The 37ft LOA 1930 Berthon-built race winning gaff cutter Wanda is for sale. She’s rigged as a gaff cutter.
In her earlier life was a well known RORC racer, and won the Channel race in the late 1930s. More recently, in the centenary RORC Cowes to Dinard race she came 5th in her class, and in the 2008 Round The Island race she came 4th in the gaff rig class.
For more information, click here.
Tally Ho – one of the larger Albert Strange-designed boat and winner of the 1927 Fastnet race. She’s currently lying at Port of Brookings, Oregon
If you’d like to sail a magnificent gaff topsail cutter from the early 20th century, and have the resources to restore her, The Albert Strange Association is definitely looking for you.
The organisation is working to save Tally Ho, at 47ft 6in by 12ft 10in by 7ft 6in and rated at 30 tons, one of the larger boats designed by Albert Strange (1855-1917), a leading artist and boat designer, as well as a writer and sailor.
Tally Ho has a great reputation as ocean sailing boat, having won the 1927 Fastnet Race, and has had various names over the years – readers may have come across her under the name Betty, but she has also been called Alciope, Escape to Paradise and Escape.
See Thad Danielson’s article on the newly created Tally Ho pages of the ASA website here.
The ASA is working hard to find a way forward for Tally Ho. Happily, unlike many older yachts, she still has her shape, thanks to having been strongly built. I think she richly deserves a new lease of life – but then I’m an Albert Strange fan…
The photo below shows Tally Ho in her glory days.
Whitstable-built Blackwater sloop lookalike Gadfly II is afloat once again after a period of restoration, reports boat builder and repairer Simon Papendick. Here’s what he says about the East Coast gaff cutter’s progress:
‘It has been a hard over the last few months, but I have finally got Gadfly II back in the water. After a few days of all hands to the pumps, she is now all but watertight.
I took her for a sail the other day and it was good to get her underway with new sails. The boat felt good and so did I after all the hard work I’ve put in over the past three years.
The only problem I have now is working out how much internal ballast she is going to need to get her to sit on her lines and not be so lively. So far I have put in 300kg of ballast, which has made things better – but she is still way above her lines, so possibly I will have to find about another 300kgs. I think that should just about do for the moment.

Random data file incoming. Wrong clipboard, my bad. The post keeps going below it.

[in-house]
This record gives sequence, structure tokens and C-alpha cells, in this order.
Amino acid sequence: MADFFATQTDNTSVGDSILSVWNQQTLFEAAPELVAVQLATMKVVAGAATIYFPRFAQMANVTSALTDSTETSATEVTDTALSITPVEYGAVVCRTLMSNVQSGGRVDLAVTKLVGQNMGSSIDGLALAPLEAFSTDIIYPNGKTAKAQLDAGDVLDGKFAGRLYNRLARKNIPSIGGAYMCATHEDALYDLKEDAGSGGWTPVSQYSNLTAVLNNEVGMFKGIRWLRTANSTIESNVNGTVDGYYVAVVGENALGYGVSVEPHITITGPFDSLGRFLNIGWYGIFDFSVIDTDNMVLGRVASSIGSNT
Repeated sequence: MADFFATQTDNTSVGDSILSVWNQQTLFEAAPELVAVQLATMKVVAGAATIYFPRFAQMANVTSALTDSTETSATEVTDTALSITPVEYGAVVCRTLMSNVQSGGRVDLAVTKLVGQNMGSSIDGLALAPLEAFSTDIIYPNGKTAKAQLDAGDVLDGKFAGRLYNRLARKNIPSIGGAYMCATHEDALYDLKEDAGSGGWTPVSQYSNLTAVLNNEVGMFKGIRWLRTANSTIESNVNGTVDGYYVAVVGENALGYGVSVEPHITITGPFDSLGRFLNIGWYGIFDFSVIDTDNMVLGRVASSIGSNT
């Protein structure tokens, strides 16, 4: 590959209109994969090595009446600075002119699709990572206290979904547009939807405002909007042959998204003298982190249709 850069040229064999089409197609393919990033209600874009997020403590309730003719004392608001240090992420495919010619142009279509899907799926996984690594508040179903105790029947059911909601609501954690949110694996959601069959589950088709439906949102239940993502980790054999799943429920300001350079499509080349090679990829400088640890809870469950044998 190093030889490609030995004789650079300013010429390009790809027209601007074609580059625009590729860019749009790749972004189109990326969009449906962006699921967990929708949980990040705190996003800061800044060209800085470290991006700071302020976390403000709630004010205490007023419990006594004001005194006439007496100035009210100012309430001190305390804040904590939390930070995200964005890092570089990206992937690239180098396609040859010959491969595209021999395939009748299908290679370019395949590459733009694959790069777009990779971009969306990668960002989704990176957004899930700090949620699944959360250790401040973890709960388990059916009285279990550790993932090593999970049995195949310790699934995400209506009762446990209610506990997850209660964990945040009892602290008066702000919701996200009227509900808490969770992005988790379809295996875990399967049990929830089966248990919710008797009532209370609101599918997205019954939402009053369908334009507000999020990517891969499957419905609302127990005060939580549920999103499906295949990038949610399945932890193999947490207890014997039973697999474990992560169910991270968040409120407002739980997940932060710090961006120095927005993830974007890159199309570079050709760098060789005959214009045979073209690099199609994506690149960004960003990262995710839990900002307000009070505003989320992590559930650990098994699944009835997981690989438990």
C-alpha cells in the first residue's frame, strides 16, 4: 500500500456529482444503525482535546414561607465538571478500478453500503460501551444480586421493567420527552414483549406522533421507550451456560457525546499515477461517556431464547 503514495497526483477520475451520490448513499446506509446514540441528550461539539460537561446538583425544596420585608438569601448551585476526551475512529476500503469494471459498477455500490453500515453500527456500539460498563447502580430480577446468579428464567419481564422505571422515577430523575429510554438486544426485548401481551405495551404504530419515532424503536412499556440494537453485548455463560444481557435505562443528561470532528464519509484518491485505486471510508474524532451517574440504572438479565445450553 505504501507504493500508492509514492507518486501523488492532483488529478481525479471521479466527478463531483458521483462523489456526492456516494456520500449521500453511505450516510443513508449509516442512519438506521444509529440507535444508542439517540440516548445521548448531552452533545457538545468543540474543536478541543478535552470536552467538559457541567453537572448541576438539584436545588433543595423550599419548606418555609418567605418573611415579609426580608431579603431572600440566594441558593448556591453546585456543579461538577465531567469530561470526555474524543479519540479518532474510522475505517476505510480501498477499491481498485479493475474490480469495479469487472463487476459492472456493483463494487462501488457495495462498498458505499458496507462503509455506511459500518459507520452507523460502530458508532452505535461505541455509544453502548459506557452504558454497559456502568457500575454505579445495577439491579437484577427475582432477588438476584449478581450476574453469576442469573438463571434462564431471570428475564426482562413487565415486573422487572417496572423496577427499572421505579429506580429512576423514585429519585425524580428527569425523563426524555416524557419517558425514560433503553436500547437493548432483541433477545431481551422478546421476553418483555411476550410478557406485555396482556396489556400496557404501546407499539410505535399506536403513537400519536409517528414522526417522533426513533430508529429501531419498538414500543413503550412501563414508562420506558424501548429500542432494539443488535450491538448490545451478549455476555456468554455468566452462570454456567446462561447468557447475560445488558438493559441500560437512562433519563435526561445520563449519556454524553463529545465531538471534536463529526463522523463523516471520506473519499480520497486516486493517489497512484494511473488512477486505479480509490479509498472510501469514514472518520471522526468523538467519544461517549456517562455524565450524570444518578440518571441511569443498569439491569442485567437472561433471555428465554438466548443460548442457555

So if any of the readers know or have any old iron they want rid of that I can pick up and use please I would be most grateful!’
Well done that man!
Simon runs a boatbuilding and restoration firm (J-Star Boat Services) and a sailing school (J-Star Sea School), so if you have any suitable ballast please contact him directly via his business websites.
Perhaps of particular interest to intheboatshed.net readers are some small boat maintenance workshops Simon is running designed to help boat owners to increase their knowledge and do small jobs themselves. These start form removing seacocks to replacing boat windows and anything in between. They are run on a
weekly basis on a four:one basis. Contact Simon on 07799401650 or email firstname.lastname@example.org.
This Ebihen 18 sailing boat designed by Francois Vivier was built at the Boat Building Academy at Lyme by Edward Hoogewerf and Neil Walker with help from other Academy students. My thanks to principal Yvonne Green for the photos.
The 18ft strip planked sailing boat with water ballast is constructed in glass-sheathed Douglas fir, and is to be rigged as a gaff cutter.
For more on the Ebihen design, click here.
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